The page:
- Taking a gap year/traveling for awhile
Step #3: Pick 3 Scenarios to Create a Budget Around
Either pick three scenarios from the brainstormed list that every student in your entire class will work on, or let your students pick three different scenarios they’re thinking about living out after they graduate.
Hint: one of the scenarios can be to create a teen budget for their life right now. Then, they can choose their ideal scenario to budget around, and finally their backup plan scenario to budget around.
Help your students to first brainstorm the budget line items for each scenario.
For example, for a first-apartment scenario, they would want to include:
- Utilities (water, electricity, natural gas, trash pick-up, etc.)
- Transportation costs
Step #4: Compare and Discuss Pros/Cons
Ultimately, you want your teen students to see how much they’ll need to earn in order to survive on each of three different scenarios.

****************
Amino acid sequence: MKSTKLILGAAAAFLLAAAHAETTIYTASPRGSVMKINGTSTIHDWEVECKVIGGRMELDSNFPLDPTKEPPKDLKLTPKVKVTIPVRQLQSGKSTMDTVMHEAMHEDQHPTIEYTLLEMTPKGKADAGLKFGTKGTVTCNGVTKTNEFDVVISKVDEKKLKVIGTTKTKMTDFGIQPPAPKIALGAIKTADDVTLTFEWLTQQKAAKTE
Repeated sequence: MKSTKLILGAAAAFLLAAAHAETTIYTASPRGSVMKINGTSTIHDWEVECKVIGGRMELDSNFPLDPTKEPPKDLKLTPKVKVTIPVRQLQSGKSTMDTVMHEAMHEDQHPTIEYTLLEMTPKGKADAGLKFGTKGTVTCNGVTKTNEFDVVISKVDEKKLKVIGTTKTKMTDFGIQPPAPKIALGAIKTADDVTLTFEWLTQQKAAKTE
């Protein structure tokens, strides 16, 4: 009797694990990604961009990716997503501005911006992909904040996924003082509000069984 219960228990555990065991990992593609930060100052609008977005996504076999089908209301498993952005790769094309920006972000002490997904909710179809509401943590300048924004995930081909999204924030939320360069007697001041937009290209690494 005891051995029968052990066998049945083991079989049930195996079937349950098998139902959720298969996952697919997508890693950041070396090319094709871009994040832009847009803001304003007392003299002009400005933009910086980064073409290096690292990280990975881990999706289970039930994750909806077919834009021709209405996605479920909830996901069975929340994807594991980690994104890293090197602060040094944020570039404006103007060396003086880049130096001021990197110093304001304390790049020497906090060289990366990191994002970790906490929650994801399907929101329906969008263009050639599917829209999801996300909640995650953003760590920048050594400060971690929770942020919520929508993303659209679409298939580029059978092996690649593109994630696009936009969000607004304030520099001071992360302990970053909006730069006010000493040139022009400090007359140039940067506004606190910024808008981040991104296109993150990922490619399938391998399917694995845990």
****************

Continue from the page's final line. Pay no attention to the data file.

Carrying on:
You’ll then want to guide discussion on the pros and cons, from a financial perspective, to each of the three different paths post-high school.
3. End-of-Year Class Party Budget Project
Decide to throw an end-of-year party for your class, and let them not only handle most of the logistics, but also handle the budgeting for it.
You’ll need to have a budget for this, which can be gained from fundraising, donations, etc.
Have each student in the class be in charge of something, perhaps broken up by groups. Then, have the entire class be in charge of the big budget decisions.
Budget decisions to be made:
- How to raise the money (if it’s not provided)
- What percentage of money to spend in each category (food, decorations, entertainment, etc.)